Aston Martin DB5 Goldfinger rolls off the line after fifty years
25 lucky customers will get their hands on the Aston Martin DB5 Goldfinger, similar to the one that featured in the 1964 Bond flick, Goldfinger
The first customer car in the Aston Martin DB5 Goldfinger Continuation programme left the production line last week. It’s the first new DB5 built by Aston Martin in more than 50 years as the British luxury sports carmaker’s Continuation programme once again grabs collectors’ and enthusiasts’ eyeballs.
The Aston Martin DB5 is one of the most sought-after classic Aston Martin models. Fewer than 900 saloon examples were built between 1963 and 1965. Most famous of the original owners includes the fictional secret agent – James Bond – who first drove the car in the 1964 film, Goldfinger.
Now, 55 years after the last new DB5 rolled off the production line at Aston Martin’s then global manufacturing base in Newport Pagnell, Buckinghamshire, work is ongoing there on a strictly limited number of new DB5 models. 25 to be precise.
Created in association with Bond filmmaker EON Productions, and featuring a broad suite of working gadgets first seen in the film, the Aston Martin DB5 Goldfinger Continuation cars are recreating history keeping in mind the outlandish features that made the car in Goldfinger so famous. The new cars include an array of functioning devices created by Bond film special effects supervisor Chris Corbould OBE.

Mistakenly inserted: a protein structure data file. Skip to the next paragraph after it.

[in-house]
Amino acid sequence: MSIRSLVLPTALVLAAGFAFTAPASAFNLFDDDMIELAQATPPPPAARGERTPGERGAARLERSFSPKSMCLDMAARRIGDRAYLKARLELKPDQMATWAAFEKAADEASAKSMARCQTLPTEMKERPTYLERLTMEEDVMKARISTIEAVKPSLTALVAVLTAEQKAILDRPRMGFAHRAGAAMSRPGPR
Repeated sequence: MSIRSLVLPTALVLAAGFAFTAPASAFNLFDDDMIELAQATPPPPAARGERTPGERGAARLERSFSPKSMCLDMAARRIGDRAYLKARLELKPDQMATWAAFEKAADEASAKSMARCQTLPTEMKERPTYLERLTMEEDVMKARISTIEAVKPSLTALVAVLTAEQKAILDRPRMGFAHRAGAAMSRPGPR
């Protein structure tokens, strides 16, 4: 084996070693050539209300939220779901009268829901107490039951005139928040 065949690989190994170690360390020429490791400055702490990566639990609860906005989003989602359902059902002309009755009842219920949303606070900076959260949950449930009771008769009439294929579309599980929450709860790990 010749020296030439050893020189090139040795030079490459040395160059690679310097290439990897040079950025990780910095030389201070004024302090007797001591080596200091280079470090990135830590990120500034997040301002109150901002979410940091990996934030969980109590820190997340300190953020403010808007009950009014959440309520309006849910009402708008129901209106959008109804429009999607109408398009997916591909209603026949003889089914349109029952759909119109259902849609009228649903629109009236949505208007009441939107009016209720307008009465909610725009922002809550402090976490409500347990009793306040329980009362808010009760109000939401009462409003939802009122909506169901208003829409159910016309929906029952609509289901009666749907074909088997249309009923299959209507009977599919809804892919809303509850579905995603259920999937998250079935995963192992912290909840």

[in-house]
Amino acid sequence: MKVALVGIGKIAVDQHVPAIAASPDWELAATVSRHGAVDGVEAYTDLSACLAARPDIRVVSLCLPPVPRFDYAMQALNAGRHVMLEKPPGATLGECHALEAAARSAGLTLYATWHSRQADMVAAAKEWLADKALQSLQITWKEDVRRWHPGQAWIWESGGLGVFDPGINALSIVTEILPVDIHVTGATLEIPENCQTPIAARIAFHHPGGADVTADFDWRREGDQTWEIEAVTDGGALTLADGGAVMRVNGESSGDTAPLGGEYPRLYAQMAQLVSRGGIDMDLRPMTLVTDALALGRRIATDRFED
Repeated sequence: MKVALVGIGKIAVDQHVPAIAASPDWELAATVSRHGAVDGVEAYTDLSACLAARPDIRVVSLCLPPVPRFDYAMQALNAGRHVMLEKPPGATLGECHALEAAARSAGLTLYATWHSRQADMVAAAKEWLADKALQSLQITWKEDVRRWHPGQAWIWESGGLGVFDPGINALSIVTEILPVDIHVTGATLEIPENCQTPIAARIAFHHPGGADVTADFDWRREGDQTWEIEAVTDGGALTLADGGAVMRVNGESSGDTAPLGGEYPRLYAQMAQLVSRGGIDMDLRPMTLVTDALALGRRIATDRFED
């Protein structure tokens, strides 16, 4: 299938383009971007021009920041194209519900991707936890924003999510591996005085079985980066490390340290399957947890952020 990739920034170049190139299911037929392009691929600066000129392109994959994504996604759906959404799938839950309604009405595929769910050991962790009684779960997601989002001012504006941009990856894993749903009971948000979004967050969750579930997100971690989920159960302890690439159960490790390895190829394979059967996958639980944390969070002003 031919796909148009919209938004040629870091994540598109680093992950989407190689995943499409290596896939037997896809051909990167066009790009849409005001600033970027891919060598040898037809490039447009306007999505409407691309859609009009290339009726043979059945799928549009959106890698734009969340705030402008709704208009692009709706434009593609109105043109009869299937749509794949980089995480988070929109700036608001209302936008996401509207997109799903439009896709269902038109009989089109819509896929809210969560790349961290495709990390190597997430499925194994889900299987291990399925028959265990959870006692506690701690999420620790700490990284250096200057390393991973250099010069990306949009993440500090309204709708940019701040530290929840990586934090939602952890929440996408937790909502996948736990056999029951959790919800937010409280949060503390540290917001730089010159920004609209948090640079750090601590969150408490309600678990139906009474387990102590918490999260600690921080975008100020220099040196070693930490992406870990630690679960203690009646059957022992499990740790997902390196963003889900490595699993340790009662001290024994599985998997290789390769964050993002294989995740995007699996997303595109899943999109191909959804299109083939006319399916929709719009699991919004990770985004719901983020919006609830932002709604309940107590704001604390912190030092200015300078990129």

The Bond-inspired gadgets include:
· Rear smoke screen delivery system
· Rear simulated oil slick delivery system
· Revolving number plates front and rear (triple plates)
· Simulated twin front machine guns
· Bullet resistant rear shield
· Battering rams front and rear
· Simulated tyre slasher
· Removable passenger seat roof panel (optional equipment)
· Simulated radar screen tracker map
· Telephone in driver’s door
· Gear knob actuator button
· Armrest and centre console-mounted switchgear
· Under-seat hidden weapons/storage tray
· Remote control for gadget activation
All the Goldfinger edition cars are being built to one exterior colour specification – Silver Birch paint – just like the original. The cars feature original DB5 styled aluminium exterior body panels cloaking an authentic DB5 mild steel chassis structure. Under the bonnet there’s a 4.0-litre naturally aspirated inline six-cylinder engine with a six-plug head, three SU carburettors and oil cooler, that produces 290bhp. This is mated to a five-speed ZF manual transmission in the rear-wheel drive DB5, which also features a mechanical limited slip differential.
First deliveries of the Aston Martin DB5 Goldfinger Continuation to customers have commenced and will continue through the second half of 2020.